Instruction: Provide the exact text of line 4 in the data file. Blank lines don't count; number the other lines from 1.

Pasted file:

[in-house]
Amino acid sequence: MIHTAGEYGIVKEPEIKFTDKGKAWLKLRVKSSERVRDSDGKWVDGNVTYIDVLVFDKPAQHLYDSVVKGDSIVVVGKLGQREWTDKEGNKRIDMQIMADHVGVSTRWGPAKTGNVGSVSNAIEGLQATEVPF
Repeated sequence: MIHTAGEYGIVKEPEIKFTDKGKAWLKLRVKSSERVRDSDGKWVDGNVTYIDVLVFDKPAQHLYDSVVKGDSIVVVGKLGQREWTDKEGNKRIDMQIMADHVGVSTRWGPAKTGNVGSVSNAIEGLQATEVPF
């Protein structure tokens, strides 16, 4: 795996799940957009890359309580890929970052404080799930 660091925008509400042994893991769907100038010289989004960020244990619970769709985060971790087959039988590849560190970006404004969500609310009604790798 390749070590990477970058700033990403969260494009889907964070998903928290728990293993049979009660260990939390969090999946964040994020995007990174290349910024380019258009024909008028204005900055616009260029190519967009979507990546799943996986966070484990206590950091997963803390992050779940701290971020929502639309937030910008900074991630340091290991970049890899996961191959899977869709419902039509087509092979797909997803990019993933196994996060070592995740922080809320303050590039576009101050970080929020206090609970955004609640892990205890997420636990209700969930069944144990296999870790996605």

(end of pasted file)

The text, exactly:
């Protein structure tokens, strides 16, 4: 795996799940957009890359309580890929970052404080799930 660091925008509400042994893991769907100038010289989004960020244990619970769709985060971790087959039988590849560190970006404004969500609310009604790798 390749070590990477970058700033990403969260494009889907964070998903928290728990293993049979009660260990939390969090999946964040994020995007990174290349910024380019258009024909008028204005900055616009260029190519967009979507990546799943996986966070484990206590950091997963803390992050779940701290971020929502639309937030910008900074991630340091290991970049890899996961191959899977869709419902039509087509092979797909997803990019993933196994996060070592995740922080809320303050590039576009101050970080929020206090609970955004609640892990205890997420636990209700969930069944144990296999870790996605």